Earlier in our evolutionary history, we had thicker hair covering our bodies, particularly during the prolonged ice ages before clothes were invented.
. In cold conditions the goosebump reflex raised that hair in the same way that a bird raises the loft of its feathers. Both those effects improve thermal insulation and minimize loss of body heat.
. We no longer need so much hair since the invention of clothing and artificial heating (originally by lighting fires) so natural selection has stopped reinforcing the selection of the "hairy" gene, but we still have the vestiges of the biological mechanism - with very fine hair whose follicles bunch up in a rather hopeless attempt to preserve body heat during abnormally cold conditions.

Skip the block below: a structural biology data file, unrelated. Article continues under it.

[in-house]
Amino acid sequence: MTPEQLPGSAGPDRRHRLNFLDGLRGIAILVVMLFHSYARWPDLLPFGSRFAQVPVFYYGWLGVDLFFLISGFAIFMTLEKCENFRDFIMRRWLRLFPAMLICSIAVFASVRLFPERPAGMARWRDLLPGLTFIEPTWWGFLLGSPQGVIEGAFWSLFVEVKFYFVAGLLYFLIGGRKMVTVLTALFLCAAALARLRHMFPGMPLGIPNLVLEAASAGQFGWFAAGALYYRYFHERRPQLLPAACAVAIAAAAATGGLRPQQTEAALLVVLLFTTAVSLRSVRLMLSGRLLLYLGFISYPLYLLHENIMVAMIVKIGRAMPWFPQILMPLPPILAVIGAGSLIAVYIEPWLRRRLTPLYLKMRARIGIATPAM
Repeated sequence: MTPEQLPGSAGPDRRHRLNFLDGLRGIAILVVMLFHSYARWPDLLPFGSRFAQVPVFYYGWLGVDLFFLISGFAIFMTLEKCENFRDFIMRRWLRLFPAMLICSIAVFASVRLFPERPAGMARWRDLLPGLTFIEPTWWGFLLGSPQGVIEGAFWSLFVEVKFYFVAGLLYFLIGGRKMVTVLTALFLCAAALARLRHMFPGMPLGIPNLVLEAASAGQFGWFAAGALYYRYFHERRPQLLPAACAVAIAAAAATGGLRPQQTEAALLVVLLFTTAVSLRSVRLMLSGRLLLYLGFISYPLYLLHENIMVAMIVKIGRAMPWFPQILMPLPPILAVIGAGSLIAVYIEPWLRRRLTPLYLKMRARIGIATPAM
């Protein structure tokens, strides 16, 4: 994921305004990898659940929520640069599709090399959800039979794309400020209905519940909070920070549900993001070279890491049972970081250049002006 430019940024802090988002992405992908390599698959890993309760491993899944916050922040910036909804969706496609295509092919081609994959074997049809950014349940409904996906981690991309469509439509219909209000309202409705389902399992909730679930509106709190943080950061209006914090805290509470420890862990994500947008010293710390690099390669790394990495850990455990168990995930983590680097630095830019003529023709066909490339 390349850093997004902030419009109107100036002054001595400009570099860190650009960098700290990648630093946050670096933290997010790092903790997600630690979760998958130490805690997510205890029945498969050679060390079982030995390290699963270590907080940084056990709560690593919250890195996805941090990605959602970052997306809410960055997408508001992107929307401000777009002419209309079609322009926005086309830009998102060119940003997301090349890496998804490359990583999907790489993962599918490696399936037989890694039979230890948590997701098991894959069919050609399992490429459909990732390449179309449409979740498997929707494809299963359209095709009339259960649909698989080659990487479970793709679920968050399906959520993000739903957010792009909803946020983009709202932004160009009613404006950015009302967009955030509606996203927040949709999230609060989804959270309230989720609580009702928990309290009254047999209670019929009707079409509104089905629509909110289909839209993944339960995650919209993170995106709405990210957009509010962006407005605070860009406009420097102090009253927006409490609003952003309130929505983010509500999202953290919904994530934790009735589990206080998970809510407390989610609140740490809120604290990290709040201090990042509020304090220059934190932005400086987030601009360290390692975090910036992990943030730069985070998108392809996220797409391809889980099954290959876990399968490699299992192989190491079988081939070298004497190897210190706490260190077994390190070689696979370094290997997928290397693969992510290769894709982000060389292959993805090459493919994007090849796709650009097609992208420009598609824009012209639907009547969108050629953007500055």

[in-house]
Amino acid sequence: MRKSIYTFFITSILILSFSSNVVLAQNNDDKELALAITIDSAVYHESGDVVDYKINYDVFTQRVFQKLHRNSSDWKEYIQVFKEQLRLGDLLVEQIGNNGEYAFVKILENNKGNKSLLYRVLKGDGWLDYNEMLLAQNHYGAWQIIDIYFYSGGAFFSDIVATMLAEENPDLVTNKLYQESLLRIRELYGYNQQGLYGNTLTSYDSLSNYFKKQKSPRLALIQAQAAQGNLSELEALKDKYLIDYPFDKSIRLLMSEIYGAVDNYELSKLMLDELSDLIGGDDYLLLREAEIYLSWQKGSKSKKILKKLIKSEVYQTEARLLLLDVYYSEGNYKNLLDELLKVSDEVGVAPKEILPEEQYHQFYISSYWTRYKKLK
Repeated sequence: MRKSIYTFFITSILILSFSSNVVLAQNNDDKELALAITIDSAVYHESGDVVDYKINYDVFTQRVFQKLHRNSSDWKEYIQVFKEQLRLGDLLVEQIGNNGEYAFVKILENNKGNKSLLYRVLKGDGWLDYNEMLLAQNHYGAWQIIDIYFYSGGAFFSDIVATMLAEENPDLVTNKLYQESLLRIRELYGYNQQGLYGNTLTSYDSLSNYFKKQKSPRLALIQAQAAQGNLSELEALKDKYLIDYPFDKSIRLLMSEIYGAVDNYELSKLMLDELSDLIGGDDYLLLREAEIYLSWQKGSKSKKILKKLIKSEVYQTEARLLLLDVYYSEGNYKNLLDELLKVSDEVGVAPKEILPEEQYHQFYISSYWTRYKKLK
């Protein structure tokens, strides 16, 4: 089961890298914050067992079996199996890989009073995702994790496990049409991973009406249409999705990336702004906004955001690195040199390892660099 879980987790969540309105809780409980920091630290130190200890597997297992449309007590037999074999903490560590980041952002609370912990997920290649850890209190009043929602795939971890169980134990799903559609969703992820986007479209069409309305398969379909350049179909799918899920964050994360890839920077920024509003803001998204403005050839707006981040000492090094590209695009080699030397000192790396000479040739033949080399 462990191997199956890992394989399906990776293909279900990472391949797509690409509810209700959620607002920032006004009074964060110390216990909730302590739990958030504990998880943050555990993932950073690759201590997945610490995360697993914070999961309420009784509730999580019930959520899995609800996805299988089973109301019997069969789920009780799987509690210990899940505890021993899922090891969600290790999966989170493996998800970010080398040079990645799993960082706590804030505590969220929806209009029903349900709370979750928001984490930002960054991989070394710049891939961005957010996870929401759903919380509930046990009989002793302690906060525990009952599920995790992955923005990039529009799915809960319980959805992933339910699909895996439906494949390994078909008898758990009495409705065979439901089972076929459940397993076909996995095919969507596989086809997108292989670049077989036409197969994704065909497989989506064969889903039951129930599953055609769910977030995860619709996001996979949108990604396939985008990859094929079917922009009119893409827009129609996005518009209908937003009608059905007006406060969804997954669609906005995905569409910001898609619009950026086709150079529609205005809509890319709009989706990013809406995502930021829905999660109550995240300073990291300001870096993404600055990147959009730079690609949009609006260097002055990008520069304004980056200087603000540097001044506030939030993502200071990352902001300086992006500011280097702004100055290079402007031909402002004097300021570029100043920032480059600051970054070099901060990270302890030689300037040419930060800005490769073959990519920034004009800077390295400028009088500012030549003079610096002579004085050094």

Best wishes - Majikthise. .
It's your bodies way of protecting itself. Like when you sneeze, it's your bodies way of getting harmful things out of your body. Or when you sweat, your body is trying to cool you down. Goose bumps are your bodies way of keeping you warm or telling you to find a way to get yourself warm.